4300 Magazine

The design process of Mignon Faget

Transformation + Workshop

The Model

A wax model is carved in intricate detail by the model maker.  Every detail of the design is captured and perfected in this process.  Depending on the design of the piece, a model can take up to 30 hours to carve for a single item of jewelry.

The wax model is transformed to a metal model through a process known as “lost wax casting.”


From the original metal model many pieces of jewelry can be made.  A rubber mold is made by covering the metal model with a solid mass of layered, unvulcanized rubber and subjecting it to heat and pressure to vulcanize or “cure” the rubber. Using a surgeon’s knife, the rubber mass is dissected and the original model is removed. Molten wax is injected into the rubber mold; the resulting wax reproduction is used as the master to produce mass numbers of the article. The wax model is placed in a flask and surrounded with investment (a plaster-like compound that withstands high heat). After the investment has set, the assembly (flask) is placed in an oven to create the mold for the jewelry. Putting the flask in the oven allows the wax to melt and flow out of the flask creating a hollow space. The wax is “lost” – hence “lost-wax casting”. Read more about the casting process after the jump!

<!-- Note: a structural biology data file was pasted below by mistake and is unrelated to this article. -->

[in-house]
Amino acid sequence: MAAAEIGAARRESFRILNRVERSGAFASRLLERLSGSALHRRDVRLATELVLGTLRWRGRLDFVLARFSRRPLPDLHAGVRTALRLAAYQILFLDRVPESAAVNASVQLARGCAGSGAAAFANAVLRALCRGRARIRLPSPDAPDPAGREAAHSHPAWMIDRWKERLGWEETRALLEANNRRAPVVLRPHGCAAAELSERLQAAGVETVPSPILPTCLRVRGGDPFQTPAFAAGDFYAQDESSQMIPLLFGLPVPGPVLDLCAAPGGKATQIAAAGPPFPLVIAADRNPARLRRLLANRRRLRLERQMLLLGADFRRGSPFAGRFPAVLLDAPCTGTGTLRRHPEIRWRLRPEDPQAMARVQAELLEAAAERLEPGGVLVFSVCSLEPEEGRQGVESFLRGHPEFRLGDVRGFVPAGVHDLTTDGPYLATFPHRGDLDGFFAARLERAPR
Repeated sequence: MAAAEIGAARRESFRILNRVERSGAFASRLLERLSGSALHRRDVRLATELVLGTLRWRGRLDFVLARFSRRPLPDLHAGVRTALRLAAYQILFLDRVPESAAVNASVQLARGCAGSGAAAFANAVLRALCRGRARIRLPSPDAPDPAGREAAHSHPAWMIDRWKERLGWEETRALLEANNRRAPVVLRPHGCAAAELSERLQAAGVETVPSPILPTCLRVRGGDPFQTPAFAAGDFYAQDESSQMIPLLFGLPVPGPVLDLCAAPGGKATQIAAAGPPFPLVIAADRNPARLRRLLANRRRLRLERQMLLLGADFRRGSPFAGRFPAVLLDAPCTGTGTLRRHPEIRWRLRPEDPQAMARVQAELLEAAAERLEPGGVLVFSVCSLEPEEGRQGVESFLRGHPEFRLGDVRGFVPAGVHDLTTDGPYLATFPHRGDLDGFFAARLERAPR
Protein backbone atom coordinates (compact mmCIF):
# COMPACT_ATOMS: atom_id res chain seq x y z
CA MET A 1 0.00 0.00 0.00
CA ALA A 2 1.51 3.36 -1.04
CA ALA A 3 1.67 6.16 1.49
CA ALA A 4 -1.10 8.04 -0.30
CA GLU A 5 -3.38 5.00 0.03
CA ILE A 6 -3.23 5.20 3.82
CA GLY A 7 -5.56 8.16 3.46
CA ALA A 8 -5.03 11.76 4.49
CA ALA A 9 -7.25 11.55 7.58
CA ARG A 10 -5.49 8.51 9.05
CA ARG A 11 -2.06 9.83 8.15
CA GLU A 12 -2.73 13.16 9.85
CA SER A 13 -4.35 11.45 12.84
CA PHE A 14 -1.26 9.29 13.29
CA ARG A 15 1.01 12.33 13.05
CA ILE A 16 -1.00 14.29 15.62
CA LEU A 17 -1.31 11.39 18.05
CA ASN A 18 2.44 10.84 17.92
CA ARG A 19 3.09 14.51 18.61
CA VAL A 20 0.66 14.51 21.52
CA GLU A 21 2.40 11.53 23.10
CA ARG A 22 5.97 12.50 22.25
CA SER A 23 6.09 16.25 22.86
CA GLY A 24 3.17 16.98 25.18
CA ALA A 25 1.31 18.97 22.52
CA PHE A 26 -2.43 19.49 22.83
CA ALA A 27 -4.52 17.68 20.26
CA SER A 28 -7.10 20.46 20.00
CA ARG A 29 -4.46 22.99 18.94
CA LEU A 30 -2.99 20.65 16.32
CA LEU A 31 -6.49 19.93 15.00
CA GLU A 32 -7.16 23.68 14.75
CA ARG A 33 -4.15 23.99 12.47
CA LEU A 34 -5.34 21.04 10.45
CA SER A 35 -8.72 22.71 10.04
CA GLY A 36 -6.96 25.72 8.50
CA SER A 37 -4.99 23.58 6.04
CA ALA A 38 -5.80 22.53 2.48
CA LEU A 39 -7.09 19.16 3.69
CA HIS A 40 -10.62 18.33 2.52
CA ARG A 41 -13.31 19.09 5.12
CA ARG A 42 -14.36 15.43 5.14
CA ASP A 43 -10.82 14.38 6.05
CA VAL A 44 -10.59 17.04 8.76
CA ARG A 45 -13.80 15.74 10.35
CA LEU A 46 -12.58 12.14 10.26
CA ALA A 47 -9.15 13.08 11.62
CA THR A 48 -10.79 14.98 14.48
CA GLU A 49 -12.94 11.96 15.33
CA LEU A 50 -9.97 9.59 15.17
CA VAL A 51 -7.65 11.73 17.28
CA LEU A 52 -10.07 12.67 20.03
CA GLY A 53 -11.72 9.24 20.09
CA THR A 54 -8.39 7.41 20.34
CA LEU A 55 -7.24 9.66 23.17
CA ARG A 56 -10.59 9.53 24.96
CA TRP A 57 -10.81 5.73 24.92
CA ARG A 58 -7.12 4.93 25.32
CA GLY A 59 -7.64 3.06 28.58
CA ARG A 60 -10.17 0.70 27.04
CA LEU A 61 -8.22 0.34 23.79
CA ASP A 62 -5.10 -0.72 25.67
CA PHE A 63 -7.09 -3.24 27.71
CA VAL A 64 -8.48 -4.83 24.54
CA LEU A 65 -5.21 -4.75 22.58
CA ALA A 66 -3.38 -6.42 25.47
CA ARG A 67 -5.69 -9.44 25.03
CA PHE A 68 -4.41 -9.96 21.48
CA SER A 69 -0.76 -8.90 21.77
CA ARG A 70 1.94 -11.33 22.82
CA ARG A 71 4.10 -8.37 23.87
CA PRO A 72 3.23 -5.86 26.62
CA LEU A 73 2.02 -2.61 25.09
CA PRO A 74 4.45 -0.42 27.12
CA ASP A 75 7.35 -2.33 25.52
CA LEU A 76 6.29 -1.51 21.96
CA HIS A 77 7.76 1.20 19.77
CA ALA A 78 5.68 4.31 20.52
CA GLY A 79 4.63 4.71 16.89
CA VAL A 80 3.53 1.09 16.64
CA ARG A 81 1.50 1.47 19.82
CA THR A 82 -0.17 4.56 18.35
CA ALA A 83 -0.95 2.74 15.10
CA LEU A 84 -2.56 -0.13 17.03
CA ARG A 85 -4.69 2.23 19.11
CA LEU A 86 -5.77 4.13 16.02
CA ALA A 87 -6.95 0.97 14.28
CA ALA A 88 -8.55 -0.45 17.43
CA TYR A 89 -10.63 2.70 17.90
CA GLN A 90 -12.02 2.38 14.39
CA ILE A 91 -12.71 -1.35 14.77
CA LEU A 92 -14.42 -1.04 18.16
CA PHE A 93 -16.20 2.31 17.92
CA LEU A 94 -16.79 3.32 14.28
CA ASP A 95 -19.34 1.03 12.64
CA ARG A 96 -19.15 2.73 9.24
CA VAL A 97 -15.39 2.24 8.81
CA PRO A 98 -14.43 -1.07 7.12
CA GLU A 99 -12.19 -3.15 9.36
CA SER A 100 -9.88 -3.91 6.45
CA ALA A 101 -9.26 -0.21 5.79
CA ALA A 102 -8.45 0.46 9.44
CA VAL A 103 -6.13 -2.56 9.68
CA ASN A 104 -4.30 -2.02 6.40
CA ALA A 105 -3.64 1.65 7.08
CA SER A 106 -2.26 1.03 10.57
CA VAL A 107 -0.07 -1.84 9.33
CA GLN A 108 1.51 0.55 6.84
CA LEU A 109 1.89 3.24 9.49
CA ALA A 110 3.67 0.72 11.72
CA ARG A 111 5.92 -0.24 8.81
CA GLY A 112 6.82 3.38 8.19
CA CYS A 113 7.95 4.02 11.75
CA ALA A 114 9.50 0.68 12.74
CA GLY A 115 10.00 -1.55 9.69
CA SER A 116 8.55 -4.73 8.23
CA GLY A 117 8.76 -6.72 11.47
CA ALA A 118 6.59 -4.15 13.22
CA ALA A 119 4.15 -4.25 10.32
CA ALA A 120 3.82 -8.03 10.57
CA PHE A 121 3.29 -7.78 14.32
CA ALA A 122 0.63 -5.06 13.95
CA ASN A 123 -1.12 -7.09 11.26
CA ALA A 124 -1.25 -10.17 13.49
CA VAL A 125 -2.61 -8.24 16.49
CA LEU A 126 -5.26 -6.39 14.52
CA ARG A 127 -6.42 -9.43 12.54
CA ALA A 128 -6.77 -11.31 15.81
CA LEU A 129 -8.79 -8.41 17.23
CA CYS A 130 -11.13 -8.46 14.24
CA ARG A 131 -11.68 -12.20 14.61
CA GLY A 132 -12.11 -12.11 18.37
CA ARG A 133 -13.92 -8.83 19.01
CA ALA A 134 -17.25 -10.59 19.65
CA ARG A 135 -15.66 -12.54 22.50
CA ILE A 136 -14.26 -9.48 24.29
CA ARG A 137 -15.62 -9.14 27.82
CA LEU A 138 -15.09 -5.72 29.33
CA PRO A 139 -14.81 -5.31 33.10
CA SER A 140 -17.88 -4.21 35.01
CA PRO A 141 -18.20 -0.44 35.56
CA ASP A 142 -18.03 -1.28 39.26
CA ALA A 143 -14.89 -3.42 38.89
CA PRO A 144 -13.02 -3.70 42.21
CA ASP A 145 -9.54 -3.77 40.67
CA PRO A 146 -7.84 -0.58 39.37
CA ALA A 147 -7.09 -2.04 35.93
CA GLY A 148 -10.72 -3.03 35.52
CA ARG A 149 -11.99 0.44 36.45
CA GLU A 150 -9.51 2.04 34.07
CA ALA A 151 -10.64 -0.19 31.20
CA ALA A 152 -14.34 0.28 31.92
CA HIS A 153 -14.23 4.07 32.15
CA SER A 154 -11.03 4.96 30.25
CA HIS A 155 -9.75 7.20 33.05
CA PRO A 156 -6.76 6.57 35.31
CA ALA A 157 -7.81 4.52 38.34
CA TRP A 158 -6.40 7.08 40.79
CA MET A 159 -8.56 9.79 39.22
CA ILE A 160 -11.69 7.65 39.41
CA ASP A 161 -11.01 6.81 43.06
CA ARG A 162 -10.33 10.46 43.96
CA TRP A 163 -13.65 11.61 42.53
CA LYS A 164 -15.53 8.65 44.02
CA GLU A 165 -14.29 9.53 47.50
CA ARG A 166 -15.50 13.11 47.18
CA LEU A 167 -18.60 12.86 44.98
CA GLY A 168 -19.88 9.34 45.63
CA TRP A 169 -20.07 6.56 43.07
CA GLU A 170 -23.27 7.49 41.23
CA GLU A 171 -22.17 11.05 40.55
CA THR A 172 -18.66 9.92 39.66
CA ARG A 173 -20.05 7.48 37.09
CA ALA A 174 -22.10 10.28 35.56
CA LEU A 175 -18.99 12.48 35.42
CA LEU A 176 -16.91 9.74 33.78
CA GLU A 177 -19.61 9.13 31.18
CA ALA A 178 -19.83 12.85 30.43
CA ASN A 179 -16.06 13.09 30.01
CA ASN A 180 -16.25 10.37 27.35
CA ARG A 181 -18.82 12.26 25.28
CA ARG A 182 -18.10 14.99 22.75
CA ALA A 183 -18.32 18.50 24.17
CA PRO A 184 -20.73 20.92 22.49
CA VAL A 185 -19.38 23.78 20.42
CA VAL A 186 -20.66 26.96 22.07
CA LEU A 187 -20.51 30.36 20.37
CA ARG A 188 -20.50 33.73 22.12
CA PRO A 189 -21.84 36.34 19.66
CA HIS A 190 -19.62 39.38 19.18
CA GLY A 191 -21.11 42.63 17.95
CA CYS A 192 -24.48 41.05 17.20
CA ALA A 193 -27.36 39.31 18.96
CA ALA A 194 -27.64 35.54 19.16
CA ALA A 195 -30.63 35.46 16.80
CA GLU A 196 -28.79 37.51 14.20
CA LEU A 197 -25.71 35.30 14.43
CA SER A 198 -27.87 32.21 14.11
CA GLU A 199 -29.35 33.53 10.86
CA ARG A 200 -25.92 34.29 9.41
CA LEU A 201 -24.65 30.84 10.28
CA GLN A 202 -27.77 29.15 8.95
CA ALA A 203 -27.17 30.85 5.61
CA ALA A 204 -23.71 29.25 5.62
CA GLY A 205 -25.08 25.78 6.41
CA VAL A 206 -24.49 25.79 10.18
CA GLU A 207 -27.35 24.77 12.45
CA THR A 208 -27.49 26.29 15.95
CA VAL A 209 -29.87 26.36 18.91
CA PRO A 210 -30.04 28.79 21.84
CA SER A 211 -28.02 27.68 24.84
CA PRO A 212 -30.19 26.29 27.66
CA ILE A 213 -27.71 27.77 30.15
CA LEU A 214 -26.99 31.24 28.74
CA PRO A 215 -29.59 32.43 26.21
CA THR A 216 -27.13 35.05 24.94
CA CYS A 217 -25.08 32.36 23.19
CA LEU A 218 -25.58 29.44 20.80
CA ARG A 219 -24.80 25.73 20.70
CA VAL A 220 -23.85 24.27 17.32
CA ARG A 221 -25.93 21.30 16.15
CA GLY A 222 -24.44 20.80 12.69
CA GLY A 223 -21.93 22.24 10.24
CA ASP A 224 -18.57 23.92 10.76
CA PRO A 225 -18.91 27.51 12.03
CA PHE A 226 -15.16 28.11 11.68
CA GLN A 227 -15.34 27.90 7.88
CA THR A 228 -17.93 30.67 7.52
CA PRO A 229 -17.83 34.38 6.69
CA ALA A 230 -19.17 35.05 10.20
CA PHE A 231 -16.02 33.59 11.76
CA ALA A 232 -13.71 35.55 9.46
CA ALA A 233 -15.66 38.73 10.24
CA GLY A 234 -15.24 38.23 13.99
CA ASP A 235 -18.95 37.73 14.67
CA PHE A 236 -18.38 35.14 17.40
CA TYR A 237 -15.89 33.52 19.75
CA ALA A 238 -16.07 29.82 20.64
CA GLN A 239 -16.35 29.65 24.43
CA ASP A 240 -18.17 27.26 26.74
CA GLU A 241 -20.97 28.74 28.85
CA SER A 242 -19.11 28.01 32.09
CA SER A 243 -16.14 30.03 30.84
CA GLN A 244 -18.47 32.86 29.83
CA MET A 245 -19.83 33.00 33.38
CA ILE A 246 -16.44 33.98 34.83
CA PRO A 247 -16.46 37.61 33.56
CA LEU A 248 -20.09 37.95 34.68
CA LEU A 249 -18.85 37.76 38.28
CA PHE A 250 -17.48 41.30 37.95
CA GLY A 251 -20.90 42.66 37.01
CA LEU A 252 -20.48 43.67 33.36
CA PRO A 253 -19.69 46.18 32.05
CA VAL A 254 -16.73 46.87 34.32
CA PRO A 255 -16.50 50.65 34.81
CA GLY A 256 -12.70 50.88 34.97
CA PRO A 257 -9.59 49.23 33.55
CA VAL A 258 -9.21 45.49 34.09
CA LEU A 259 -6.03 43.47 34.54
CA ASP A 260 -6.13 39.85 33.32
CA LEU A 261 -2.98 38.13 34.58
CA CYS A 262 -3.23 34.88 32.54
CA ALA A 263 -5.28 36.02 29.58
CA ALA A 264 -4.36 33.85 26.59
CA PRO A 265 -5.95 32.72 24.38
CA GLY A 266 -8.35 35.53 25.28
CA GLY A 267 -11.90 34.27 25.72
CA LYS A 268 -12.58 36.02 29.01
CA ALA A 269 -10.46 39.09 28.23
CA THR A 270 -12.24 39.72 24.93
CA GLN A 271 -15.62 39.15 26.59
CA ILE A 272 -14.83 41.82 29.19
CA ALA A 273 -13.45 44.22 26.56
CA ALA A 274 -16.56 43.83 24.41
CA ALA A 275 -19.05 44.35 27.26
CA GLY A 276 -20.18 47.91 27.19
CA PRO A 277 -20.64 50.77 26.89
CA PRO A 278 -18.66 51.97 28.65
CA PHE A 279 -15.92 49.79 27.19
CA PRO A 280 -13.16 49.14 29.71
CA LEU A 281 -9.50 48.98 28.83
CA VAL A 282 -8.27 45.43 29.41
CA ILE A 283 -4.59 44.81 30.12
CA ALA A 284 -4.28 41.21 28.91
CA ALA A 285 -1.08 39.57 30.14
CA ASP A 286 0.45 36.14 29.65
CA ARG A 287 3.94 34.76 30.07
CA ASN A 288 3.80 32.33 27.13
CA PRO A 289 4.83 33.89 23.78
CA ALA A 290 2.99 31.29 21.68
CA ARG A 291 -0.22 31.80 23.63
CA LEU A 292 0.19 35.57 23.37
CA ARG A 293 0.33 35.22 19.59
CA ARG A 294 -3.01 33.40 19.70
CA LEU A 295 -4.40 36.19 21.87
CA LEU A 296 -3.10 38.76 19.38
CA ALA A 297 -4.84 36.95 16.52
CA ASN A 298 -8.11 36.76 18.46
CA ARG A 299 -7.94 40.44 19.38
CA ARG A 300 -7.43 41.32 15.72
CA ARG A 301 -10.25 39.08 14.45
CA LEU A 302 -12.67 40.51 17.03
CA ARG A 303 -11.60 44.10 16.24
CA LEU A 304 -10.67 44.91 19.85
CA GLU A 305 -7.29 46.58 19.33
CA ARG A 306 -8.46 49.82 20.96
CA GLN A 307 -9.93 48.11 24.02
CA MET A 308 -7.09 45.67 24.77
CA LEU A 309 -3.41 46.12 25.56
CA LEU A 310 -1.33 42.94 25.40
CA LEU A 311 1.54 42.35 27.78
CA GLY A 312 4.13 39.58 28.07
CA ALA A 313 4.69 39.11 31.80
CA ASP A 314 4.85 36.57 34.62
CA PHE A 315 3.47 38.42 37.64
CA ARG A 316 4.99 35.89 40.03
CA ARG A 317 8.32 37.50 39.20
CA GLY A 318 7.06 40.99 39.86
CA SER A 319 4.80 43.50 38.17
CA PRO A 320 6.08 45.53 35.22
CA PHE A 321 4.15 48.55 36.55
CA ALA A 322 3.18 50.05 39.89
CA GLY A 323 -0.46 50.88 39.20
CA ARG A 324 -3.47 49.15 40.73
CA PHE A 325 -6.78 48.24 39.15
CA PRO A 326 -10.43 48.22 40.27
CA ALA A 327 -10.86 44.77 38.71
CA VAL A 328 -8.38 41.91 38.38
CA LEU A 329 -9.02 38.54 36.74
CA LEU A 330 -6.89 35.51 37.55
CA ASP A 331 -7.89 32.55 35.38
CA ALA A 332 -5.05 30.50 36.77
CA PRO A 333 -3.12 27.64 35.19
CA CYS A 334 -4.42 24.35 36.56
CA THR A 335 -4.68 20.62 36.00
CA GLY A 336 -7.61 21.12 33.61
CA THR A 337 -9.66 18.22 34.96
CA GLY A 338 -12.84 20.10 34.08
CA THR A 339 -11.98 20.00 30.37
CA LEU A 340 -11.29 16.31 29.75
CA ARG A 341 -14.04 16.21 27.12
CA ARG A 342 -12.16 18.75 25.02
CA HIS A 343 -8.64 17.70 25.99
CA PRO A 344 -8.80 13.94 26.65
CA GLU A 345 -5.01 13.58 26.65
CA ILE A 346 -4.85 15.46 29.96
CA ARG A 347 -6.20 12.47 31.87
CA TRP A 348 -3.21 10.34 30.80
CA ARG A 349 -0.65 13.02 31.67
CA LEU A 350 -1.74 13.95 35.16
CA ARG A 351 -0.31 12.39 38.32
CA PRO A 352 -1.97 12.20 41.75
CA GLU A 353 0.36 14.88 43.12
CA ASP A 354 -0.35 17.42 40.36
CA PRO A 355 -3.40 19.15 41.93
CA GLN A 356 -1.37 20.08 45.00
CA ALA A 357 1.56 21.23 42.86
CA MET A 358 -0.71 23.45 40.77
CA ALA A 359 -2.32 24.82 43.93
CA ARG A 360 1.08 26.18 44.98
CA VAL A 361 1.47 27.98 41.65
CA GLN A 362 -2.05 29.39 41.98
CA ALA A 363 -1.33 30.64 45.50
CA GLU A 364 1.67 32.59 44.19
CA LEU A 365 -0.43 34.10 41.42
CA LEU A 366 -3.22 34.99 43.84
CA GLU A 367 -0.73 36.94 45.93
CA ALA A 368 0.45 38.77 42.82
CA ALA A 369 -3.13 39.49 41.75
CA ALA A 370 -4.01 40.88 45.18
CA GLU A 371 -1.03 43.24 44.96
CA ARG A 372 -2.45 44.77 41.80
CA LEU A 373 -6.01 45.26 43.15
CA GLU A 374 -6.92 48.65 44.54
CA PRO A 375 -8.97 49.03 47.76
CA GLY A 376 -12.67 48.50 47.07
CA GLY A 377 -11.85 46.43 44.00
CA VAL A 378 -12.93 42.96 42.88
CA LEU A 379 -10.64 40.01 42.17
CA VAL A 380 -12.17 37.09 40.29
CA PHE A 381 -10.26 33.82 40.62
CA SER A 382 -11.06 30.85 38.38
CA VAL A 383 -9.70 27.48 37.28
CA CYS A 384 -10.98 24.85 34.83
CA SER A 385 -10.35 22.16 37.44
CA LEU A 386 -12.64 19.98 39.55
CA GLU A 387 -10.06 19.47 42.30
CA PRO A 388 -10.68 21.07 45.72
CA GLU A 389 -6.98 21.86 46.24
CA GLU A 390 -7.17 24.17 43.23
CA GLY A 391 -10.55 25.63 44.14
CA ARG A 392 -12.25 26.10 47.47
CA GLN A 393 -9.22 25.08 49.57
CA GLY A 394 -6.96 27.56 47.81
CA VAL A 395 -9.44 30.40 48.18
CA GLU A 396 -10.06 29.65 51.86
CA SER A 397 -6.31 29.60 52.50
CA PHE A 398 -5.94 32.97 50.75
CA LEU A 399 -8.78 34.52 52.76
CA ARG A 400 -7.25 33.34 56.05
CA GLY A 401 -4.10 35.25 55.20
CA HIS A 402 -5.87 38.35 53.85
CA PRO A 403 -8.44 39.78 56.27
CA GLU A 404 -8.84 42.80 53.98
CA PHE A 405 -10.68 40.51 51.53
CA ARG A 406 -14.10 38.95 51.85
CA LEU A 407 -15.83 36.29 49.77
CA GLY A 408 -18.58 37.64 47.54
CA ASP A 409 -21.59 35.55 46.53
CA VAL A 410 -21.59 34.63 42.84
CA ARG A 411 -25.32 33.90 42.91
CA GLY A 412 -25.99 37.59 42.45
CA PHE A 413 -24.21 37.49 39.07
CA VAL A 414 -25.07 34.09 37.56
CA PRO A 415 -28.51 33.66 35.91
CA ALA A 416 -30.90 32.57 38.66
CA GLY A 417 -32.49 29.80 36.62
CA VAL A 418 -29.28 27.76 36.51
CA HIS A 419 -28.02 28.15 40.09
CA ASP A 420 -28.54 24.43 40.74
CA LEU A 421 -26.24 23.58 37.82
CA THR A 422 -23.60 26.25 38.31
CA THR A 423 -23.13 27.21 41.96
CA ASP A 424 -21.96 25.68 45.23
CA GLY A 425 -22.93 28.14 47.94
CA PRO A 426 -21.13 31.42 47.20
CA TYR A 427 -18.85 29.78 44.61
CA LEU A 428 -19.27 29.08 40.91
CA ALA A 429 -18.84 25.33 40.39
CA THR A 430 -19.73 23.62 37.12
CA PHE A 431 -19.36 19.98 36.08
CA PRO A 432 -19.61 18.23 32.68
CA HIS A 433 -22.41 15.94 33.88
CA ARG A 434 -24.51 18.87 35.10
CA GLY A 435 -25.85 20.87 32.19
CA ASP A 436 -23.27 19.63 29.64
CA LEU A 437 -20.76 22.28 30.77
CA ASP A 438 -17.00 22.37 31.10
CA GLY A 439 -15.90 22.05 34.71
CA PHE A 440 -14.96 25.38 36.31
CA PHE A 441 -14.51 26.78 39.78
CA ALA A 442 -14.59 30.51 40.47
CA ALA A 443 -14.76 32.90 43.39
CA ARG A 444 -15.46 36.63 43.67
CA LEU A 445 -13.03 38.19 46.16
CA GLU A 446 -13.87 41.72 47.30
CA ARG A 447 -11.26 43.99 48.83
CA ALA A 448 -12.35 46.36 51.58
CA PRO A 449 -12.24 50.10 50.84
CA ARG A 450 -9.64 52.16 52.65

Sterling silver or 14K gold are poured into the mold during the casting process and the result is a raw casting of the jewelry.  A raw casting has a dull appearance (with a “skin” of metal), with a sprue, or piece of metal where the liquid form of the sterling or gold entered the casting.

This raw casting enters the workshop to be finished by the craftsmen.  The sprue is filed off by the jeweler and the casting is transformed into a pendant or ring or bracelet…